Matching Items (3)

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The Inactivation of Pathogens in Contaminated Medications Via Selection Photonic Disinfection

Description

Each year the hospitals in the United States dispose of viable medications worth millions of dollars. These facilities are currently forced to do so not because the medications have expired, or are no longer effective, but rather because to re-use

Each year the hospitals in the United States dispose of viable medications worth millions of dollars. These facilities are currently forced to do so not because the medications have expired, or are no longer effective, but rather because to re-use any leftover medications would allow for the possibility of spreading disease. Once a medications sterile seal has been broken, any remaining contents of its container are considered potential pathogenic biohazards, and must be disposed of. The main objective of this thesis was to explore a potential alternative to simply discarding these lifesaving and often expensive leftover medications. The ultimate goal of this work is to establish a process by which excess drugs could be safely and effectively purified for re-use, subsequently cutting costs, and enhancing medication availability. Pseudomonas aeruginosa (P.a.) and Staphylococcus aureus (S.a) were cultured for their commonality in healthcare-associated infections (HAI's), and allowed to contaminate medication-like compounds. These bacterially inoculated solutions were meant to mimic the contaminated medications mentioned above and were then treated with a novel, physical means of pathogen inactivation named SElective PHOtonic DISinfection (SEPHODIS). Pathogen load reduction was determined through plate count assays both before and after exposure to the SEPHODIS system. structural preservation of medication was established through the use of infrared spectroscopy. The results of these experiments furthered the confidence of SEPHODIS as an efficient means of pathogen inactivation, while promoting promise of a real-world application in the form of medication purification.

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Date Created
2018-05

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Ambassador Handbook

Description

Arizona State University and Banner Thunderbird Hospital have partnered to provide pre-med students with an internship at a local emergency department. Students entering into this program will have access to each patient's vital signs, medical imaging, lab tests, and medications.

Arizona State University and Banner Thunderbird Hospital have partnered to provide pre-med students with an internship at a local emergency department. Students entering into this program will have access to each patient's vital signs, medical imaging, lab tests, and medications. This access presents students with an opportunity to learn about a variety of tools used in the assessment and treatment of emergency room patients. In order to enhance the amount of knowledge students take away from the program, I created a handbook summarizing a variety of diagnostic tests and medications. The first section of the handbook (assessment) is spilt up into the three following categories: vital signs, medical imaging, and lab tests. The second section (treatment) consists of one category, medications. Each section was written with emphasis on basic physiology, and is intended to provide pre-med students with a foundation for building further medical knowledge. Although this handbook was tailored to the information students are most likely to encounter working in Banner Thunderbird Hospital's emergency department, it is still appropriate for any student interested in learning about emergency medicine.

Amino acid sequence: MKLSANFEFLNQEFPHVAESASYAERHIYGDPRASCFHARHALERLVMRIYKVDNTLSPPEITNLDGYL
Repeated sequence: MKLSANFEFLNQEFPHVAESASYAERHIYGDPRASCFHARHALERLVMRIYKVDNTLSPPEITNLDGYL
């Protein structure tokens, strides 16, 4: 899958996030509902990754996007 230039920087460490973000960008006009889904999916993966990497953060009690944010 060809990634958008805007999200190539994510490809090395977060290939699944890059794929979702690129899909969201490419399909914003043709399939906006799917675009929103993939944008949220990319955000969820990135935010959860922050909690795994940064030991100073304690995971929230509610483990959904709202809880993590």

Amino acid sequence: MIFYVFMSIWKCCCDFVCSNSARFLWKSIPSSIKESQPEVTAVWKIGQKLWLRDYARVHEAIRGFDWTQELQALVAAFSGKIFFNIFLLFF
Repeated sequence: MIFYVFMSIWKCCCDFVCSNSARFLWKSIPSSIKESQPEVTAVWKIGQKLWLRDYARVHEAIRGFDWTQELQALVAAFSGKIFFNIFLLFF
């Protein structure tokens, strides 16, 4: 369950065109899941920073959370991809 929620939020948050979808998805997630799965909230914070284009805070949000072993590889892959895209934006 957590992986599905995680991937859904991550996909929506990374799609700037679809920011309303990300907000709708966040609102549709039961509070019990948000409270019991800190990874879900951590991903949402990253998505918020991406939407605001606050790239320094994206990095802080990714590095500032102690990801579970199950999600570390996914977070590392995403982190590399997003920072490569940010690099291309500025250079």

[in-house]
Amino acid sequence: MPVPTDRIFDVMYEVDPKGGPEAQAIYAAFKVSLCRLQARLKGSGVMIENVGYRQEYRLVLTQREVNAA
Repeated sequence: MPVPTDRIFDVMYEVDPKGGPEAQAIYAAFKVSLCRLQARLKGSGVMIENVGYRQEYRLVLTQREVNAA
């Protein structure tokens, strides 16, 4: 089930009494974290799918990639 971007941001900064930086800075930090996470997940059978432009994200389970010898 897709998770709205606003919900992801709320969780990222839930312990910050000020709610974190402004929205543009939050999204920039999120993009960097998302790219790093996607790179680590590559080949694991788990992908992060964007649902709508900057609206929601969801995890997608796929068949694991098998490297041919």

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Date Created
2018-05

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Improving Programming and Treatment Effectiveness for Formerly Incarcerated Individuals with Mental Health Care Needs: An Analysis of Community Re-Entry Experiences Among Parole Officers

Description

This thesis examines the re-entry processes of individuals with mental health needs upon their release from prison. In order to uncover the resources that are provided to formerly incarcerated individuals with clinically diagnosed mental health issues, parole officers who have

This thesis examines the re-entry processes of individuals with mental health needs upon their release from prison. In order to uncover the resources that are provided to formerly incarcerated individuals with clinically diagnosed mental health issues, parole officers who have experience supervising individuals with mental health needs were interviewed. The purpose of the interviews was to understand the experiences parole officers have regarding current supervision practices that are used, as well as programming and treatment opportunities parole officers know are available to this population of re-entrants. Being aware of the resources that are provided to formerly incarcerated individuals with mental health needs will help identify how to improve supervision, programming, and treatment so as to better support this population. As research and literature on the re-entry experiences of individuals with mental health care needs have demonstrated the extensive privations this population experiences, interviewing parole officers will reveal the roles parole officers, treatment providers, and programming have in supporting this population upon their release from prison. Moreover, interviewing parole officers will help identify how to improve parole outcomes for re-entrants with clinically diagnosed mental health issues.

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Date Created
2021-12